No...I’m telling you so you can understand what it was that kept one foot in front of the other and prevented a major tantrum. It was this poofy, buttery bread that was my whirlywhirly ‘carrot’ and the thought of it sitting next to ‘too hot for purists’ coffee meant that I made it home in record time. If you’ve perhaps not heard of ensaimada before, I will tell you that it is in fact a Mallorcan breakfast treat, probably traditionally made with lots of lards.
A few notes:
- While it is true that from start to finish this recipe takes a good while, you are not involved very much at all, so don't be intimidated by all the restings and risings.
- You can add fillings when you do the rolling out and brushing with butter. A sprinkling of sugar would be nice, maybe some cinnamon or a ground almond fondant. This is the most traditional version though.
Makes one big one
You will need
A large baking sheet,lined
1.5 tsp dried yeast
150ml milk, warmed
375g strong white bread flour
90g caster sugar
1 tbsp olive oil, plus extra
a good knob of melted butter, plus extra for glazing
- First little job....mix together the yeast and milk and set aside.
- In a nice large bowl combine the flour, salt and sugar.
- Make a well in the centre of the four and add the eggs and olive and whisk together, starting to incorporate into the flour.
- Add the milk and yeast mixture to the flour and mix everything to a sticky dough.
- Turn the dough out onto a well floured surface and have lots more flour handy so you can keep flouring the surface and your hands; it's a very sticky and wet dough at this stage.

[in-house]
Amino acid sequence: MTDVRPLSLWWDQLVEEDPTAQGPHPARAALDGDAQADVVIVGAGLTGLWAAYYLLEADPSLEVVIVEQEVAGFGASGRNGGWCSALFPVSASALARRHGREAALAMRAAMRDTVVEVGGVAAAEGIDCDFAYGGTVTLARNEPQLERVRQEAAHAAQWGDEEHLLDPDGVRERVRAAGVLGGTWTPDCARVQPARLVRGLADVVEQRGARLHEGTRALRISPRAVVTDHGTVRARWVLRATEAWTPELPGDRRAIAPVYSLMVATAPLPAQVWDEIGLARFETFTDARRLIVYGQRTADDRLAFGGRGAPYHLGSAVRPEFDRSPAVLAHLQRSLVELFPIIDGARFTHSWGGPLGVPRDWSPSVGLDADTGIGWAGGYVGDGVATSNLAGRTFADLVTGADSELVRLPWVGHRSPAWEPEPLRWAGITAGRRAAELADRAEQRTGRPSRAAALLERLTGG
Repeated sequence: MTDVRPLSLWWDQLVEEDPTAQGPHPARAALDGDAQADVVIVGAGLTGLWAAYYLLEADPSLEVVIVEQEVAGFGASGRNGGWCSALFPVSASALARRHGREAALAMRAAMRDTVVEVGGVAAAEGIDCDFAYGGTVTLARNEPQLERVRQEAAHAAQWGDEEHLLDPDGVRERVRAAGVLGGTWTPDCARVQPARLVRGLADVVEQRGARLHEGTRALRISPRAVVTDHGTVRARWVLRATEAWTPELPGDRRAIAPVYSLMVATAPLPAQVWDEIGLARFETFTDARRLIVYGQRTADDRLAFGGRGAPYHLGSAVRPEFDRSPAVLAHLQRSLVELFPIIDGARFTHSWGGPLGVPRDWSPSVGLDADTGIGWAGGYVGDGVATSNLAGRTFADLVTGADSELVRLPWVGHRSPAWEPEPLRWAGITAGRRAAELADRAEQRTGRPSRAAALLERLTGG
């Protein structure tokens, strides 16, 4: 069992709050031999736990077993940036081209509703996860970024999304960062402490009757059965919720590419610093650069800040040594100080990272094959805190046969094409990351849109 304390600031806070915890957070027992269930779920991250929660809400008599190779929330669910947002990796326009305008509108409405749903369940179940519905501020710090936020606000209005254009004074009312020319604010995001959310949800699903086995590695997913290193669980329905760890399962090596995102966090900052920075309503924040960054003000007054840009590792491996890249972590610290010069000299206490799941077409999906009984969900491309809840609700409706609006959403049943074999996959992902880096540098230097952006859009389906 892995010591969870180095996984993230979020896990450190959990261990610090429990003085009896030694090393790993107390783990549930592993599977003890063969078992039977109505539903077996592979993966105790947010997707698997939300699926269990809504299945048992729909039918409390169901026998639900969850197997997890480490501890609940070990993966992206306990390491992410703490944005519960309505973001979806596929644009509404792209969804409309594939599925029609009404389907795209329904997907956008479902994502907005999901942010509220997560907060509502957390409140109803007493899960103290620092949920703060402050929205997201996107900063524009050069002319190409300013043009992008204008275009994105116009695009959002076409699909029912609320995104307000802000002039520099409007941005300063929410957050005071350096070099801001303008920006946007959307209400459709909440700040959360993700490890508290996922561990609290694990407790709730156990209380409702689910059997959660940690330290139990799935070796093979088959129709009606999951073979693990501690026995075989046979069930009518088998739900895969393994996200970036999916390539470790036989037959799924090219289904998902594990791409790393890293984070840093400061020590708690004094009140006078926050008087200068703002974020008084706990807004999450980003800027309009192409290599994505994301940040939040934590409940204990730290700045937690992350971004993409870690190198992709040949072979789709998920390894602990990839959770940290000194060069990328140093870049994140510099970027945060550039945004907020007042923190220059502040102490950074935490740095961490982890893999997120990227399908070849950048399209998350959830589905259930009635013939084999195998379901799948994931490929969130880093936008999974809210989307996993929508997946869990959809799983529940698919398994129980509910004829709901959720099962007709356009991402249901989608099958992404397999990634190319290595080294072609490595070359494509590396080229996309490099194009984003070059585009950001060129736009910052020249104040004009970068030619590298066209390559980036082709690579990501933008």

- Knead until the dough has become stretchy and shiny.
- Oil the bowl that you mixed the dough in, pop the dough back in it, oil the top of the dough, cover with a tea towel and set aside in a cosy place for around 1 hour.
- Roll the dough out on a well floured surface to a large rectangle and just a few millimetres thickness.
- Brush all over with melted butter and roll up, starting from one of the longer edges, like you would roll up a poster.
- Leave the dough to rise in its sausage shape for at least another hour, or more if you've got the time.
- Coil the dough up into a spiral and transfer to your baking sheet, leaving it alone for one last hour.
- Preheat the oven to 190°c.
- Bake the ensiamada for 30-40 minutes, until puffed up and golden.
- As soon as it's out of the oven, brush all over with melted butter and sprinkle over lots of icing sugar through a sieve.
- Eat with coffee or hot chocolate and feel like a hero.